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Specter on the Senate's Workload:

From Robert Novak's latest column:

Sen. Arlen Specter, chairman of the Senate Judiciary Committee, last Monday delivered an unusually candid assessment of the Senate's notoriously light work schedule.

In a National Press Club luncheon speech, Specter noted it was "very hard to convene a Monday morning hearing" because of extended weekends. He continued: "We've fallen into a routine . . . of starting our workweek Tuesday at 2:15 after we finish our caucus luncheons, and people start to get edgy and heading for the airports early on Thursday. So we might increase the workweek by 50 percent, say, to three days."

Realizing it was highly unusual for a senior senator to talk so frankly of the chamber's work habits, Specter quickly added with a smile: "By the way, that's off the record." The speech was broadcast live on C-SPAN.

Related Posts (on one page):

  1. Assessing the 109th Congress:
  2. Specter on the Senate's Workload:
  3. A "Do-Nothing" Senate?
rho (www):
Government working slow and/or not at all? Sounds like a good thing.
10.1.2006 10:55am
Oren Elrad (mail):
He's a committee chairman! Schedule a hearing about the NSA bill for Monday, 11AM and if you aren't there to vote on it, nuts to you.
10.1.2006 12:36pm
PooHPoohBear:
Reminds me of David Brinkley's memoirs. In it he mentioned that Air Conditioning of the Capitol Building caused Congress to stay in session longer, where before they all escaped D.C.'s summer heat and humidity. I believe he hinted the big government got bigger becuase Congress was in session longer. So if it turns out Congress has gotten lazier and legislates less.....
10.1.2006 12:45pm
Cornellian (mail):
I think the Senate doing less is, on balance, a good thing. I just don't like to see them get a week's pay for 3 days work.
10.1.2006 2:06pm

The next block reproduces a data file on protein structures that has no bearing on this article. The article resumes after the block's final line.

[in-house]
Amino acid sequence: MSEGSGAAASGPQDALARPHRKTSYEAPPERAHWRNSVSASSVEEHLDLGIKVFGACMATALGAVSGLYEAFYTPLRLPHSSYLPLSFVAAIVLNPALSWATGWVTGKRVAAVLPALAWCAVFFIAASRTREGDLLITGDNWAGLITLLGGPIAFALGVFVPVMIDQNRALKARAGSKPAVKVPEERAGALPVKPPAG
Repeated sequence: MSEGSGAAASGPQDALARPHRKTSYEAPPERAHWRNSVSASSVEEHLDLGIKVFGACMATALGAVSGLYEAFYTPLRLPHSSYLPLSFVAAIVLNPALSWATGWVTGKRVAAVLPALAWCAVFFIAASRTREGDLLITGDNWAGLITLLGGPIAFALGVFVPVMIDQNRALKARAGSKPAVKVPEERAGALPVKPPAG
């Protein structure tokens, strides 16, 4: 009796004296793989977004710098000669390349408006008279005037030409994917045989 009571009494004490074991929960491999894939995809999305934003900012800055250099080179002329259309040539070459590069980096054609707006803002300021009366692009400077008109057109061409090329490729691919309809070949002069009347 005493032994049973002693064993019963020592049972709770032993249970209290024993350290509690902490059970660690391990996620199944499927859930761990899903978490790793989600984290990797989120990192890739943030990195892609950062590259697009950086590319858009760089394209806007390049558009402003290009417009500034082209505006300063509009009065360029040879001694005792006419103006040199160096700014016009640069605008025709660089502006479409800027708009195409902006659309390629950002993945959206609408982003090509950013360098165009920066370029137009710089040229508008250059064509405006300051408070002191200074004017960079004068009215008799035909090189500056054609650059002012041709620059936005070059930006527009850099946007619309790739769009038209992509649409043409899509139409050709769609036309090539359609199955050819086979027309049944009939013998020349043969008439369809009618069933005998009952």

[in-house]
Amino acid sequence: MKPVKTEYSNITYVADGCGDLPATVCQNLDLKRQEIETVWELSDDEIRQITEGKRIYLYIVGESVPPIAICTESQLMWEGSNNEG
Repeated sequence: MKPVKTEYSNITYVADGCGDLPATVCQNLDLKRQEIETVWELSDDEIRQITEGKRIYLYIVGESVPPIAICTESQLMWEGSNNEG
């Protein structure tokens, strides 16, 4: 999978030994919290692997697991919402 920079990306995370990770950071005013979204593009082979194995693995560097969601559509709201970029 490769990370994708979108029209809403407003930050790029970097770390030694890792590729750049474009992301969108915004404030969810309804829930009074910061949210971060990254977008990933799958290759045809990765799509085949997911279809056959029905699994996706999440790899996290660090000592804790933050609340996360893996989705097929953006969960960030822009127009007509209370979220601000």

David Maquera (mail) (www):
My initial inclination is to agree with Cornellian. However, if a Senator spends his/her time meeting with constituents the remaining days of the week, then the Senator is still "working." I think everyones' common gripe about the Senate is that the Senate appears to be neglecting, if not exacerbating, long-term problems such as Social Security, Medicare, servicing the national debt, national security, immigration, etc.
10.1.2006 4:44pm
Wikstrom (mail):
Get real... Congressmen don't even read the text of the vast legislation they impose on us -- so their clock time spent warming-of-chairs on Capitol Hill is a trivial concern.


Senators work very hard pursuing their own self-interest {fund-raising, luxury junkets, etc} ... not that of the citizenry -- that's the problem.

Quality, not Quantity is the measure.
10.1.2006 5:28pm
JohnAnnArbor:
Remember to account for the makeup (or embalming) requirements that some of our older Senators have to look presentable. It's gotta take time.
10.1.2006 10:48pm
David M. Nieporent (www):
David Maquera has the same reaction that I did: even assuming that we want senators to be doing more -- a questionable assumption -- why is it that only holding hearings or voting counts as "working"?

How about studying the issues? (hahahahaha -- I made a funny) Constituent services? Meeting experts in non-scripted-televised-hearing formats? Etc.
10.2.2006 3:30am
Anderson (mail) (www):
So, of course, the Senate had to move at top speed to get that habeas-stripping torture-redefining bill passed ... so much work to do.
10.2.2006 1:23pm
M.E.Butler (mail):
All those pages.

So little time.
10.2.2006 5:18pm
Duffy Pratt (mail):
When zero is in the numerator, does it really matter how many days you put into the denominator?
10.3.2006 5:45pm